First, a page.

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article imageCommon chemicals can damage sperm

By Tim Sandle     May 17, 2014 in Science
Copenhagen - Scientists have uncovered a molecular mechanism through which hormone disrupting compounds compromise the viability of human sperm cells, leading to an infertility risk.
Chemical additives, termed endocrine disrupting chemicals (EDCs), can compromise male fertility by interfering with a membrane-bound calcium channel that normally controls motility of sperm cells. Here there is a problem since EDCs are used in hundreds of household products — including toothpastes, sunscreens, cosmetics, plastic bottles, and toys — and scientists determined that they can cause fertility problems in previous studies.
A new study published in the journal EMBO Reports, details how the chemical additives affect fertility in the human reproductive tract. The paper is titled "Direct action of endocrine disrupting chemicals on human sperm."
Copenhagen University Hospital researcher Niels Skakkebaek, who lead the study, said in a research brief: "For the first time, we have shown a direct link between exposure to endocrine disrupting chemicals from industrial products and adverse effects on human sperm function."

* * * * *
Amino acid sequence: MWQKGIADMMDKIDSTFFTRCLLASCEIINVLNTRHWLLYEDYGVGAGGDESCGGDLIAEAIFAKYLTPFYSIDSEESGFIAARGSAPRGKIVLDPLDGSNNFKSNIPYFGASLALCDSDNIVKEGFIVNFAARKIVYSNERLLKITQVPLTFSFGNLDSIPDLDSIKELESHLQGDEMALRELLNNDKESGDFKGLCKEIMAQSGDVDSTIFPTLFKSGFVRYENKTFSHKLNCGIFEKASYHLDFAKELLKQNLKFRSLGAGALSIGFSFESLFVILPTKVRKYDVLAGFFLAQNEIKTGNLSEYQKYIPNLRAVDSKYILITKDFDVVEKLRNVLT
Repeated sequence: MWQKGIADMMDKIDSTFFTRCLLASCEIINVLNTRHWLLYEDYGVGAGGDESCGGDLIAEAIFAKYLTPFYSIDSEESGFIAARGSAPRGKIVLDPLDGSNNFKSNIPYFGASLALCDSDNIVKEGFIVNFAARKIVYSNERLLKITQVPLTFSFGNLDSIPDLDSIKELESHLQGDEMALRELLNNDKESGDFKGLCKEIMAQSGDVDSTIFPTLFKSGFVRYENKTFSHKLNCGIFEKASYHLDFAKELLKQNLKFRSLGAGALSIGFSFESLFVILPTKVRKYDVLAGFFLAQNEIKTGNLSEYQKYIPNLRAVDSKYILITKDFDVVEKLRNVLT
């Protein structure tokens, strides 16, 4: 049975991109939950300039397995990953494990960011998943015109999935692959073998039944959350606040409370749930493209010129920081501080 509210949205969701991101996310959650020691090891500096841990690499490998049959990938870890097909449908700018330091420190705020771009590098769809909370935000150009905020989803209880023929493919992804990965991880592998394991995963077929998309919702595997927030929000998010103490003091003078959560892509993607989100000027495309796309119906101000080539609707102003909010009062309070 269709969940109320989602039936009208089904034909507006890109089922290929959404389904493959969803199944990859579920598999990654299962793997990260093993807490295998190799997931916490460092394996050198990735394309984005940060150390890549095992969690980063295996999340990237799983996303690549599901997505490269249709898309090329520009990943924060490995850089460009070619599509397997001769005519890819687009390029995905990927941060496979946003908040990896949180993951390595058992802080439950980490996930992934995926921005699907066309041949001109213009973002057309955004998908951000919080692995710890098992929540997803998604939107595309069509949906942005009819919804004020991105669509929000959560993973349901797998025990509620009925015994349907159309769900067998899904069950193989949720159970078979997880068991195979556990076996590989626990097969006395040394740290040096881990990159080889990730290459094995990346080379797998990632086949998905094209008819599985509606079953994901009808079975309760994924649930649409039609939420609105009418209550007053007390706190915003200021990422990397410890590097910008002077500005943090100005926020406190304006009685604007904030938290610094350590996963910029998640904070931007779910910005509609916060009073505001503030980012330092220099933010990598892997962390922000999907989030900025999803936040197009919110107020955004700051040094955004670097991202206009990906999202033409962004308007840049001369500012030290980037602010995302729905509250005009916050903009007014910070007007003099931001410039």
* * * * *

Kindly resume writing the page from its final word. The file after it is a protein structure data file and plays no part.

How did Skakkebaek arrive at this conclusion? According to CNN his research group tested 96 EDCs and found that about a third of them disrupted the function of an ion channel, called CatSper, in the membranes of sperm cells. This increased concentration of calcium ions changed the swimming behavior of the sperm, triggering the premature release of digestive enzymes that sperm need to breach the outer layers of egg cells, thus affecting fertility.
According to The Guardian, this issue will lead to further debate between scientists, the pharmaceutical and cosmetics industry, and policy makers.
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